Causes of New Imperialism in the Industrial Revolution

906 Words4 Pages
All of history has been determined through a serious of economic, social, and political causes. After the Industrial Revolution the nations of Europe had advanced their industries and economy vastly. They turned to the rest of the world looking for raw materials and a new market to trade with. Thus, the colonization of Africa and other less-developed nations began, and is referred to as new imperialism. The Europeans asserted their dominance over these less-developed areas for economic reasons, but also to spread European customs and heighten the sense of pride they had in their nation. Therefore there were a number of economic, political, and social reasons that caused the start of new imperialism in the late nineteenth and twentieth centuries. New imperialism in Africa and the Middle East was mainly driven by economic forces. After the Industrial Revolution nations were taking raw materials and producing them into finished goods at a much faster rate. Since they were making finished goods more quickly, the demand for raw materials in factories rose, which led to the colonization of less-developed areas (Document 1). For example, Cecil Rhodes of Britain heard the stories that King Solomon's mines were north of the Limpopo River, and that the area had even more potential than the Witwatersrand goldfields. The natural resource of gold lured Cecil Rhodes into forming the British South Africa Company and colonizing the area, later known as Rhodesia. The powerful nations of the world were also interested in gaining colonies because it provided them with markets to trade their finished products with (Document 2). The mother country could take the colony's natural resources for a cheap price, convert them into finished products, and then sell these goods back to the colony's citizens. This was a very profitable process and and was done by a variety of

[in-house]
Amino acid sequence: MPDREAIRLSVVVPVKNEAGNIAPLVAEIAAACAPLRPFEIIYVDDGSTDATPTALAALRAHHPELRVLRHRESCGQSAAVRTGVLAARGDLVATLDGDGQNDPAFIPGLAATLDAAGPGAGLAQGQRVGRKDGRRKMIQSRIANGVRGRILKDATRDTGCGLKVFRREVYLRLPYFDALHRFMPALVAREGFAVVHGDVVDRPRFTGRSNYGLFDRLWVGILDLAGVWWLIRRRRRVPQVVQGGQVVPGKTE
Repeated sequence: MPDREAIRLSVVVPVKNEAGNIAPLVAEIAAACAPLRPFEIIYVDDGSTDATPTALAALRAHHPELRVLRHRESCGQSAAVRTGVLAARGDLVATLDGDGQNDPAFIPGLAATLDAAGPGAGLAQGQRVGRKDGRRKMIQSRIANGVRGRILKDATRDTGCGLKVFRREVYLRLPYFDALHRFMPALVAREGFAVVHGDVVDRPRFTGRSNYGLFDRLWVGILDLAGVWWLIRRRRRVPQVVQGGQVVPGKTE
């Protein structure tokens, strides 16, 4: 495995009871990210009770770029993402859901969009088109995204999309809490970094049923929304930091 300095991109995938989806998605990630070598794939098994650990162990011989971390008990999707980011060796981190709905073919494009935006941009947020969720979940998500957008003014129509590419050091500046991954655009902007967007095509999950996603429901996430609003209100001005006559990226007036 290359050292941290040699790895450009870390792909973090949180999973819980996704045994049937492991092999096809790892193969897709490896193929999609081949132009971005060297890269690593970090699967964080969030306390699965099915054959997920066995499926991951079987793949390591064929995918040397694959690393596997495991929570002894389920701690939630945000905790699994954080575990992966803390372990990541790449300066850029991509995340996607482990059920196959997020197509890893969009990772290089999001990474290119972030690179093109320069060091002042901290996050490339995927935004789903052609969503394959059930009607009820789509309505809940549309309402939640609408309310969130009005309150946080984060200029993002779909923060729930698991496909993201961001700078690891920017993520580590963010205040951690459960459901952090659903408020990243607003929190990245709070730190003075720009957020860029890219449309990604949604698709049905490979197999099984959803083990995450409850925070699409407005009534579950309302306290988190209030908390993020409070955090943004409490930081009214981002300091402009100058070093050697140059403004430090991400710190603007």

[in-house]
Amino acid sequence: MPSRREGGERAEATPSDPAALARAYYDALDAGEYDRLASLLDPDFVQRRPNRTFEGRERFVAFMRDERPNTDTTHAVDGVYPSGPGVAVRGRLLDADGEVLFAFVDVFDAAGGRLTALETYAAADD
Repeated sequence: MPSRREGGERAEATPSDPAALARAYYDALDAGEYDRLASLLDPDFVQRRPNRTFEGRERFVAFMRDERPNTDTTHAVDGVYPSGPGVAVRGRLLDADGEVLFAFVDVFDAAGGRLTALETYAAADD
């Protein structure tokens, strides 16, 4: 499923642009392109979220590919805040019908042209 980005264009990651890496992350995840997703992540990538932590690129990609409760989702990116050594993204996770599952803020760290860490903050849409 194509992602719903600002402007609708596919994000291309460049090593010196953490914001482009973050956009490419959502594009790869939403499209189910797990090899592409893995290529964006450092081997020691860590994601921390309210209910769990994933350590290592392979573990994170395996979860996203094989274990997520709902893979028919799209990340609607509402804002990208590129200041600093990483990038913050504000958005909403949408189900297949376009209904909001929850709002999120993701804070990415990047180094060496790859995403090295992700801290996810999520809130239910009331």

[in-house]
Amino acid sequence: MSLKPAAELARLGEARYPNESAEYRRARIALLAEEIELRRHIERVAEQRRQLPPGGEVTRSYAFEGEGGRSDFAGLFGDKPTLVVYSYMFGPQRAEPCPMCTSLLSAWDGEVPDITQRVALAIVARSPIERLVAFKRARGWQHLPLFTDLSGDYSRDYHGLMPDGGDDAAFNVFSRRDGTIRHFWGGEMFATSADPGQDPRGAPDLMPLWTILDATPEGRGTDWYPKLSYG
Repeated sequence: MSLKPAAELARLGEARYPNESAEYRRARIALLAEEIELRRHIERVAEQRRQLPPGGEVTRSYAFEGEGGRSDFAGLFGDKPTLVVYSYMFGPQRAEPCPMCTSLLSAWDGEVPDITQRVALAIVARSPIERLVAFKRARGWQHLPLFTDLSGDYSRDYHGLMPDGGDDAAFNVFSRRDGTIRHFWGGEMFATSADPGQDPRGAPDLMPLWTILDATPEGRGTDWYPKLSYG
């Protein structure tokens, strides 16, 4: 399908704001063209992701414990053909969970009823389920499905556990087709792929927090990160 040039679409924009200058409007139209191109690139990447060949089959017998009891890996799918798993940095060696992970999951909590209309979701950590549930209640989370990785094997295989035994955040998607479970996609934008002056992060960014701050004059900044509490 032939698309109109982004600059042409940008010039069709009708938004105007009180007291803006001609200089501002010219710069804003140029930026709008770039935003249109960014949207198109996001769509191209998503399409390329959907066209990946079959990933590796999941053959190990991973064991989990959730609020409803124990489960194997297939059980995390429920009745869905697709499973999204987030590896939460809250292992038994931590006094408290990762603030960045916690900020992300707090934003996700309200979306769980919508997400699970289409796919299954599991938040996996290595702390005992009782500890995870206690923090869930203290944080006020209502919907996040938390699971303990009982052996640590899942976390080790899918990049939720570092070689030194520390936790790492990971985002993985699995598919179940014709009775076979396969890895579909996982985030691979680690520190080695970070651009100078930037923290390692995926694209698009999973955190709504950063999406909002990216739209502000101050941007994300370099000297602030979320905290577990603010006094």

More about Causes of New Imperialism in the Industrial Revolution

Open Document